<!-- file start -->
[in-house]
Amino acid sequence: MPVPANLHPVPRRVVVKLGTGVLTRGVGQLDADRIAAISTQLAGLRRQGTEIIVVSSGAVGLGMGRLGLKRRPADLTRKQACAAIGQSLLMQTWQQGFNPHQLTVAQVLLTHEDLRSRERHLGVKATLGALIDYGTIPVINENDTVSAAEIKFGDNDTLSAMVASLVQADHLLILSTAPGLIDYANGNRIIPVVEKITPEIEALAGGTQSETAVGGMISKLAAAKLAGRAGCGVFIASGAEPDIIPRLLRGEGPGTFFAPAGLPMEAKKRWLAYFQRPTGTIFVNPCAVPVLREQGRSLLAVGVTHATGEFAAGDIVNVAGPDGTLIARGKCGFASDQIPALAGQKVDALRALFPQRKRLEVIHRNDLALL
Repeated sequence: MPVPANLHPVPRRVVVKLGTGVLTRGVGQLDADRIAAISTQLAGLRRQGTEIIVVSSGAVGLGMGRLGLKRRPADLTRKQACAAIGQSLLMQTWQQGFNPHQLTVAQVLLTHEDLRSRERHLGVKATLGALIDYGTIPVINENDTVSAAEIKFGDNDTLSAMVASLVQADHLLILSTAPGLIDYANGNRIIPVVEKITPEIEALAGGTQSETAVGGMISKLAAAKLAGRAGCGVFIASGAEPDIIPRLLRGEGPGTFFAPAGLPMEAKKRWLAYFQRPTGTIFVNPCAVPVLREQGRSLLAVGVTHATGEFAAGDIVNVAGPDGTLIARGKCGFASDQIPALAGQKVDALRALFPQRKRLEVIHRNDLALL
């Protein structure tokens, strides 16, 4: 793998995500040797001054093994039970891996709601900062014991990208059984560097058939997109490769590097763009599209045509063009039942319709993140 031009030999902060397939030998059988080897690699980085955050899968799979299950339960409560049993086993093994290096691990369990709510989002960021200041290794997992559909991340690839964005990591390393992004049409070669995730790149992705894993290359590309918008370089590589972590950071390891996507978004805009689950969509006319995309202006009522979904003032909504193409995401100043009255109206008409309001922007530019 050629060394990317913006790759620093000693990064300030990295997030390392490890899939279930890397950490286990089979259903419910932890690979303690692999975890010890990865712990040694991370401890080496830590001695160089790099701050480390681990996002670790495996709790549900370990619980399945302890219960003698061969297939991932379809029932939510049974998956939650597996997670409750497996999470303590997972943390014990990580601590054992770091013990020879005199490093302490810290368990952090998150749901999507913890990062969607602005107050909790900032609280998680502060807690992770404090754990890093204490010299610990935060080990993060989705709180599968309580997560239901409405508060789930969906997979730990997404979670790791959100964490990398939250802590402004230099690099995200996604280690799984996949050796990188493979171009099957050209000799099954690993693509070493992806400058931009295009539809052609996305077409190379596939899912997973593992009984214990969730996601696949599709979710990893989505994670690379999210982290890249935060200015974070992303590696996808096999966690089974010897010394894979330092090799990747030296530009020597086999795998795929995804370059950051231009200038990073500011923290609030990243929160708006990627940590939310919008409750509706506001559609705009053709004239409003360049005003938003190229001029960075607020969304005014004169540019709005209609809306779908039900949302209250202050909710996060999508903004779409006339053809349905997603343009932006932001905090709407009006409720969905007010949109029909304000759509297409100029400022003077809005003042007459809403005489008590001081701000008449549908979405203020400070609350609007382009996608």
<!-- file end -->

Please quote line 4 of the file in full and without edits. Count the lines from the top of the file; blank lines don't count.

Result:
């Protein structure tokens, strides 16, 4: 793998995500040797001054093994039970891996709601900062014991990208059984560097058939997109490769590097763009599209045509063009039942319709993140 031009030999902060397939030998059988080897690699980085955050899968799979299950339960409560049993086993093994290096691990369990709510989002960021200041290794997992559909991340690839964005990591390393992004049409070669995730790149992705894993290359590309918008370089590589972590950071390891996507978004805009689950969509006319995309202006009522979904003032909504193409995401100043009255109206008409309001922007530019 050629060394990317913006790759620093000693990064300030990295997030390392490890899939279930890397950490286990089979259903419910932890690979303690692999975890010890990865712990040694991370401890080496830590001695160089790099701050480390681990996002670790495996709790549900370990619980399945302890219960003698061969297939991932379809029932939510049974998956939650597996997670409750497996999470303590997972943390014990990580601590054992770091013990020879005199490093302490810290368990952090998150749901999507913890990062969607602005107050909790900032609280998680502060807690992770404090754990890093204490010299610990935060080990993060989705709180599968309580997560239901409405508060789930969906997979730990997404979670790791959100964490990398939250802590402004230099690099995200996604280690799984996949050796990188493979171009099957050209000799099954690993693509070493992806400058931009295009539809052609996305077409190379596939899912997973593992009984214990969730996601696949599709979710990893989505994670690379999210982290890249935060200015974070992303590696996808096999966690089974010897010394894979330092090799990747030296530009020597086999795998795929995804370059950051231009200038990073500011923290609030990243929160708006990627940590939310919008409750509706506001559609705009053709004239409003360049005003938003190229001029960075607020969304005014004169540019709005209609809306779908039900949302209250202050909710996060999508903004779409006339053809349905997603343009932006932001905090709407009006409720969905007010949109029909304000759509297409100029400022003077809005003042007459809403005489008590001081701000008449549908979405203020400070609350609007382009996608």